Skip to main content
eScholarship
Open Access Publications from the University of California

Synthesis from specifications : basic concepts

  • Author(s): Vahid, Frank
  • Narayan, Sanjiv
  • Gajski, Daniel D.
  • et al.
Abstract

The need has evolved for a synthesis tool at the computer system level. SpecSyn is one such tool. Basically, it will view the world as a set of chips communicating via protocols. Thus, an abstract specification would get synthesized into a set of one or more interconnected chips. From that point, detail is added to each chip's specification until its structure is synthesized or it is determined that a prefabricated chip similar in functionality can be used.

Features of such a tool include executable specifications from which to synthesize, constraint driven partitioning of the specifications into components (chips) and synthesis of interfaces between them, translation into VHDL and synthesis into VHDL structures of micro-architectural components, and the use of other tools (e.g. MILO, a micro-architecture and logic optimizer, and LES, a layout expert system) to evaluate the quality of the chip layout generated from VHDL description.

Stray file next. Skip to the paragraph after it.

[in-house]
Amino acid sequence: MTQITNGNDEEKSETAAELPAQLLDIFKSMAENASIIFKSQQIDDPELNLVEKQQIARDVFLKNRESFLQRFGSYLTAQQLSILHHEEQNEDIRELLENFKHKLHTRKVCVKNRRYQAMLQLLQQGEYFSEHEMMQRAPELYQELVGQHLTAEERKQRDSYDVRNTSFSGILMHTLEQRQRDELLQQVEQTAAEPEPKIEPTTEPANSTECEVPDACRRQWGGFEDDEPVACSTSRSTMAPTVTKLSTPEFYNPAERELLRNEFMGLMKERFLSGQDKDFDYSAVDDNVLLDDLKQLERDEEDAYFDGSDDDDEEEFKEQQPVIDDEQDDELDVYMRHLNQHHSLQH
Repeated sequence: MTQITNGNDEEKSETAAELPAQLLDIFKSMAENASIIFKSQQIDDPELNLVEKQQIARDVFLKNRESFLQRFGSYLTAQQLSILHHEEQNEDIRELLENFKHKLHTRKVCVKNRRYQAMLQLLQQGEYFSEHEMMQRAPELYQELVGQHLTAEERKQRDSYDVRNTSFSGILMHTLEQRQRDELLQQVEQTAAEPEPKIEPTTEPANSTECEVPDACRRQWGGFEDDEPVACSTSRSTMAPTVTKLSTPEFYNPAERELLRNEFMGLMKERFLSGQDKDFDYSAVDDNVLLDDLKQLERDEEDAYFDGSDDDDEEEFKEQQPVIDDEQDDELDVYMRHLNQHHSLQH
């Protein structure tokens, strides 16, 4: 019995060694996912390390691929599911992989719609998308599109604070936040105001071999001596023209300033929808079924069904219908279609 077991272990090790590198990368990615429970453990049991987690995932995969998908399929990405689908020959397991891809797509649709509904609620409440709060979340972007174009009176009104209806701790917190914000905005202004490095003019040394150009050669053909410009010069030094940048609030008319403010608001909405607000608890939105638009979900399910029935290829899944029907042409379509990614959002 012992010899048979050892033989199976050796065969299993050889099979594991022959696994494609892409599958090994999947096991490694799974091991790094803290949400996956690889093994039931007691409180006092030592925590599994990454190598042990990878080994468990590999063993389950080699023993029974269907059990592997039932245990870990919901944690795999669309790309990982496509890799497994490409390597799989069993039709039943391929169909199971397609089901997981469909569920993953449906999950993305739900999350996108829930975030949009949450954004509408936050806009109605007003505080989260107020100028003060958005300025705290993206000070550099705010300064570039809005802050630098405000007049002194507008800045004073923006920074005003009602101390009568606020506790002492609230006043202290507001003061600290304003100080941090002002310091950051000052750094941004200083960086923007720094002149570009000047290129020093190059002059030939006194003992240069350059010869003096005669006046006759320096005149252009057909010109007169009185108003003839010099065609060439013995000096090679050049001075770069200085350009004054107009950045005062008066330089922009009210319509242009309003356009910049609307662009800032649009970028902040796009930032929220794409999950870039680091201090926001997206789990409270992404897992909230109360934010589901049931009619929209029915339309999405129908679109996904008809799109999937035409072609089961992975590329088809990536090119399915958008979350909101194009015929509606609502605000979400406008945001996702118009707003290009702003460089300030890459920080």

A major component of SpecSyn is SpecCharts, a high level specification language amenable to system level synthesis, able to represent designs from system to register transfer levels. The language consists of a hierarchy of states, represented in combined graphical and textual form, at the same time catering to the expression of concurrent behavior and specification of constraints. With it we have specified several Intel chips as well as higher level systems, and have found it to be quite powerful and easy to use.

SpecSyn will have a graphical interface, from which the user can at any time view or edit a SpecChart, translate to VHDL and simulate, view statistics provided by estimators (such as area, speed, and pins), store and retrieve SpecCharts, apply basic Spec Chart operations, as well as apply the partitioning algorithms or interface synthesizer. Providing access to a wide range of tools, having a single language represent the design throughout the synthesis process, and having user specified constraints allow the user to have varying amounts of control over the synthesis process.

Main Content
Current View